Warm blue sky. Green walkway to the dais. Blue seats. Pale blue diploma covers. Green lawn. Pale green buds on some trees, fully green leaves on others. A cherry tree in white blossoms. An occasional bluster of wind.
Young 20s in black robes; yellow, blue and black wide stripes on their graduation hoods. Smattering of yellow, red, blue ropes on some necks, along with yellow pins and mixed medals. Black morterboards and tassles.
Red brick buildings surround the quad. Plenty of color in the audience dress. Silence, cheering, clapping. The band plays for procession through the gates, onto the quad green. Throngs stand, cameras click and blink. Quiet greetings from those in the fringe rows.
Silent prayer. A spiritual from the choir. The Star Spangled Banner (!). Greetings, retirement announcements, doctoral awards, a speech from an archeologist and educator. A graduating senior from Elmira, who read a poem she wrote four years ago for high school graduation.
I spent time away, while sitting in my folding chair: staring at the blue sky, framed by swaying green branches. The chapel bell chimed at the hour and half-hour, sending warm tones into the sun-soaked sky – enhancing, rather than interrupting, the words at the dais.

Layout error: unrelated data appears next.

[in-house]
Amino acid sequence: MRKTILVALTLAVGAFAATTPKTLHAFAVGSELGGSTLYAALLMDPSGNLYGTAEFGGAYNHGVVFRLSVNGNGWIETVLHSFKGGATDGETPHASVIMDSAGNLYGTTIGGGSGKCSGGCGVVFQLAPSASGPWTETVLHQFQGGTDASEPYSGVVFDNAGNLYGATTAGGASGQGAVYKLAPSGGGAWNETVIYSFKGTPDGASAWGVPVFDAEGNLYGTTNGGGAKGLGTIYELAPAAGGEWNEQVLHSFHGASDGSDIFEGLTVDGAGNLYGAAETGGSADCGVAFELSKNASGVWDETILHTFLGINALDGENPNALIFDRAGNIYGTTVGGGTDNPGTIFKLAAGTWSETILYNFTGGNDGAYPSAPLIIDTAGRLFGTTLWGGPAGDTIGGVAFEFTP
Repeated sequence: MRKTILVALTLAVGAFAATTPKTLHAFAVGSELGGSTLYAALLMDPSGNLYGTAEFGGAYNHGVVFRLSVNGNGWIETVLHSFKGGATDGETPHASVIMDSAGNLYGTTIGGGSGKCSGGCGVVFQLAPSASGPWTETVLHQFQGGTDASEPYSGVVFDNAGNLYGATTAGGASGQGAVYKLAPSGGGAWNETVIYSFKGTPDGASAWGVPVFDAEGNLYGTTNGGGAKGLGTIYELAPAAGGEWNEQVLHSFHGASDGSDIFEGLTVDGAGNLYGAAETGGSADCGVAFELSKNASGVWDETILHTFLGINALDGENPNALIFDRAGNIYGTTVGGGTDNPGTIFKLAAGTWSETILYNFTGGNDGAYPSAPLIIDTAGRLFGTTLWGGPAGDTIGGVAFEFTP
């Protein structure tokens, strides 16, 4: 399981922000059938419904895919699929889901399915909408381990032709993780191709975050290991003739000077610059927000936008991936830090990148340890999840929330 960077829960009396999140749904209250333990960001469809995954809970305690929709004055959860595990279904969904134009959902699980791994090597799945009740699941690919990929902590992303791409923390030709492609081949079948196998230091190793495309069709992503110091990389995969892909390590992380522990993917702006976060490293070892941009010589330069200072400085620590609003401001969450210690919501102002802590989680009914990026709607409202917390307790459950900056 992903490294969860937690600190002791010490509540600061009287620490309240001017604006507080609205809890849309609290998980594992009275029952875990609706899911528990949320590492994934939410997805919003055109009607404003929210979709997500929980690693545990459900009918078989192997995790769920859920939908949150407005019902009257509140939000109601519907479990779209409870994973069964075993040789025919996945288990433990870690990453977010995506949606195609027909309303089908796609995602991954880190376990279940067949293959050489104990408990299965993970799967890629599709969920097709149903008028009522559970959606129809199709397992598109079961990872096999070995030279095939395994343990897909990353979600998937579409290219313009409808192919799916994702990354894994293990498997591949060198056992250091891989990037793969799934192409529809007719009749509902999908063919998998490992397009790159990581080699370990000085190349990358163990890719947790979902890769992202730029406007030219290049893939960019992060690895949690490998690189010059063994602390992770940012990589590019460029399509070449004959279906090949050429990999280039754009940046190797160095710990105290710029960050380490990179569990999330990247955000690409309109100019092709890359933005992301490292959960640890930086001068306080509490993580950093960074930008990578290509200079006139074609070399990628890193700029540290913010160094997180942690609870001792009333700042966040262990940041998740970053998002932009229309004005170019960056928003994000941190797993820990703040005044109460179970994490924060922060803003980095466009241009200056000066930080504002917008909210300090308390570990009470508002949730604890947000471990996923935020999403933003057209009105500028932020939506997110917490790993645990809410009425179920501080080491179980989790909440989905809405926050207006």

I am one of three people who stand on the dais and shake each grad's hand: the Presidents of the College, Trustees, and Alumni Board. Even while shaking 320 hands, I was still rapt by the colors, the warmth, the aura of spring in full dress. We were three men with white hair, shaking the hands of 20-year-olds. Quite the sight, I’m sure.
Four parents got to hand diplomas to their graduating children. One father walked off with the diploma, after he and his daughter got mixed up trying to rescue her morterboard in the wind.
Marco did the benediction, and we were lining up to recess back through the crowd and their folding chairs. We all disperse from there, scattered among the tents with their lemonade, iced tea and cookies. I chatted with professors Larson, Roskin, Williamson, Piper…Still nice to be part of the institution.
Better, still a wonderful place to spend a spring afternoon, gazing at the sunswept blue sky.